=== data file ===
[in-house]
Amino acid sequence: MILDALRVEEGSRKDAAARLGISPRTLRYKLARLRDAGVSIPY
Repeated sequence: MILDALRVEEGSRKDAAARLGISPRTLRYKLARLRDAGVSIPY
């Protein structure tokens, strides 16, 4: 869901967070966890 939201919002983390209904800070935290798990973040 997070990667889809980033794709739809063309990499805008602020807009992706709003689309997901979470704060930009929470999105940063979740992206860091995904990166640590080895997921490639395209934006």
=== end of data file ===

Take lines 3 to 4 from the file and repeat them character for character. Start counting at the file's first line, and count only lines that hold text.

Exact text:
Repeated sequence: MILDALRVEEGSRKDAAARLGISPRTLRYKLARLRDAGVSIPY
């Protein structure tokens, strides 16, 4: 869901967070966890 939201919002983390209904800070935290798990973040 997070990667889809980033794709739809063309990499805008602020807009992706709003689309997901979470704060930009929470999105940063979740992206860091995904990166640590080895997921490639395209934006």